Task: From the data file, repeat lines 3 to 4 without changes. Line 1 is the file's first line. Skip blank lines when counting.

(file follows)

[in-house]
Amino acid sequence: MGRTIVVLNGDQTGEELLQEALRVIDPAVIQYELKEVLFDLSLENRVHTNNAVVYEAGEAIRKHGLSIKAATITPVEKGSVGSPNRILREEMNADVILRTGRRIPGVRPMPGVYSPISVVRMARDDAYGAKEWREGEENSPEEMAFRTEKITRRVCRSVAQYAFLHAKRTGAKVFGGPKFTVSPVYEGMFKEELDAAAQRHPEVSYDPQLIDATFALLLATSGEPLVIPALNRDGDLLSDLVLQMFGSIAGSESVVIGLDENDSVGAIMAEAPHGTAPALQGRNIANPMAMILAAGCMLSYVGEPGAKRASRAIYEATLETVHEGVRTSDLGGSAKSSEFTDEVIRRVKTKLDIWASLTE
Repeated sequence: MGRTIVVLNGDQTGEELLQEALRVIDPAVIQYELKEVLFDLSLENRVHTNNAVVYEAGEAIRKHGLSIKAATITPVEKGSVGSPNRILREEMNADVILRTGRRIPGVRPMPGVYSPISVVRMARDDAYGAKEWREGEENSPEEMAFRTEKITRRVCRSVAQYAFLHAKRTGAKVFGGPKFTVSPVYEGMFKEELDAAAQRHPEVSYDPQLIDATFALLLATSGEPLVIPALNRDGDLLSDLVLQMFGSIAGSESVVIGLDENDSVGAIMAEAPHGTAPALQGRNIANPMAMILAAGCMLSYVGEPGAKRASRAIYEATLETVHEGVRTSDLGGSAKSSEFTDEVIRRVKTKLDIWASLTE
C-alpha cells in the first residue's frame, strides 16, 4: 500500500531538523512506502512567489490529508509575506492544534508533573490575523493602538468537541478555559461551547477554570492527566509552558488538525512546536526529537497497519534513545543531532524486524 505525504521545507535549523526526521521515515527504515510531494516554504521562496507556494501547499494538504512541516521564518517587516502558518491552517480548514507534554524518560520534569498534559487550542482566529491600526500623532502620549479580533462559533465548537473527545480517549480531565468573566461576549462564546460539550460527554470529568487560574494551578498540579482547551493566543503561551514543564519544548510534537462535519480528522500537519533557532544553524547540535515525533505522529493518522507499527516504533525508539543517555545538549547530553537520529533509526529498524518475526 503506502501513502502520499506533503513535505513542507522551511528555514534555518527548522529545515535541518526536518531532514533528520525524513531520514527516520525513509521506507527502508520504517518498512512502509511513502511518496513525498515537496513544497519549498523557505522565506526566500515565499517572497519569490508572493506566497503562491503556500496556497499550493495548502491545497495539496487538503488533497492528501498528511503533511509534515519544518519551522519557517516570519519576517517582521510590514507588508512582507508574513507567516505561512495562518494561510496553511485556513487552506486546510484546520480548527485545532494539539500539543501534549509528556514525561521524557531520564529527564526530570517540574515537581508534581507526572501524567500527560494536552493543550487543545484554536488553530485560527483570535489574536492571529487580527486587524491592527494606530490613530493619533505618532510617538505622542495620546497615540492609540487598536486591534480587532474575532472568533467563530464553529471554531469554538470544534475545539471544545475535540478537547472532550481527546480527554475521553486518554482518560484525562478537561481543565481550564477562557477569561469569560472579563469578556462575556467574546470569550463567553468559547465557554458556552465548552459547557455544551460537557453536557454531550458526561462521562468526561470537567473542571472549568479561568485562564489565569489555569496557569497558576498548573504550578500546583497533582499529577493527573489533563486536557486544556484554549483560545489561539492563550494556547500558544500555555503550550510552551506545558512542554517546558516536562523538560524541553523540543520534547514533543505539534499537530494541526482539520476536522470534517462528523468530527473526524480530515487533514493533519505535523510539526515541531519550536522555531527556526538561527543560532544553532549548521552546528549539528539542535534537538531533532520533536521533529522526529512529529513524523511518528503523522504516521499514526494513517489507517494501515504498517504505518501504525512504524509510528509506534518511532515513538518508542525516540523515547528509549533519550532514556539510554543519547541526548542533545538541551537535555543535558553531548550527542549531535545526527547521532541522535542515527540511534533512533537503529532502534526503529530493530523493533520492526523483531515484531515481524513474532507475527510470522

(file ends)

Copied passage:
Repeated sequence: MGRTIVVLNGDQTGEELLQEALRVIDPAVIQYELKEVLFDLSLENRVHTNNAVVYEAGEAIRKHGLSIKAATITPVEKGSVGSPNRILREEMNADVILRTGRRIPGVRPMPGVYSPISVVRMARDDAYGAKEWREGEENSPEEMAFRTEKITRRVCRSVAQYAFLHAKRTGAKVFGGPKFTVSPVYEGMFKEELDAAAQRHPEVSYDPQLIDATFALLLATSGEPLVIPALNRDGDLLSDLVLQMFGSIAGSESVVIGLDENDSVGAIMAEAPHGTAPALQGRNIANPMAMILAAGCMLSYVGEPGAKRASRAIYEATLETVHEGVRTSDLGGSAKSSEFTDEVIRRVKTKLDIWASLTE
C-alpha cells in the first residue's frame, strides 16, 4: 500500500531538523512506502512567489490529508509575506492544534508533573490575523493602538468537541478555559461551547477554570492527566509552558488538525512546536526529537497497519534513545543531532524486524 505525504521545507535549523526526521521515515527504515510531494516554504521562496507556494501547499494538504512541516521564518517587516502558518491552517480548514507534554524518560520534569498534559487550542482566529491600526500623532502620549479580533462559533465548537473527545480517549480531565468573566461576549462564546460539550460527554470529568487560574494551578498540579482547551493566543503561551514543564519544548510534537462535519480528522500537519533557532544553524547540535515525533505522529493518522507499527516504533525508539543517555545538549547530553537520529533509526529498524518475526 503506502501513502502520499506533503513535505513542507522551511528555514534555518527548522529545515535541518526536518531532514533528520525524513531520514527516520525513509521506507527502508520504517518498512512502509511513502511518496513525498515537496513544497519549498523557505522565506526566500515565499517572497519569490508572493506566497503562491503556500496556497499550493495548502491545497495539496487538503488533497492528501498528511503533511509534515519544518519551522519557517516570519519576517517582521510590514507588508512582507508574513507567516505561512495562518494561510496553511485556513487552506486546510484546520480548527485545532494539539500539543501534549509528556514525561521524557531520564529527564526530570517540574515537581508534581507526572501524567500527560494536552493543550487543545484554536488553530485560527483570535489574536492571529487580527486587524491592527494606530490613530493619533505618532510617538505622542495620546497615540492609540487598536486591534480587532474575532472568533467563530464553529471554531469554538470544534475545539471544545475535540478537547472532550481527546480527554475521553486518554482518560484525562478537561481543565481550564477562557477569561469569560472579563469578556462575556467574546470569550463567553468559547465557554458556552465548552459547557455544551460537557453536557454531550458526561462521562468526561470537567473542571472549568479561568485562564489565569489555569496557569497558576498548573504550578500546583497533582499529577493527573489533563486536557486544556484554549483560545489561539492563550494556547500558544500555555503550550510552551506545558512542554517546558516536562523538560524541553523540543520534547514533543505539534499537530494541526482539520476536522470534517462528523468530527473526524480530515487533514493533519505535523510539526515541531519550536522555531527556526538561527543560532544553532549548521552546528549539528539542535534537538531533532520533536521533529522526529512529529513524523511518528503523522504516521499514526494513517489507517494501515504498517504505518501504525512504524509510528509506534518511532515513538518508542525516540523515547528509549533519550532514556539510554543519547541526548542533545538541551537535555543535558553531548550527542549531535545526527547521532541522535542515527540511534533512533537503529532502534526503529530493530523493533520492526523483531515484531515481524513474532507475527510470522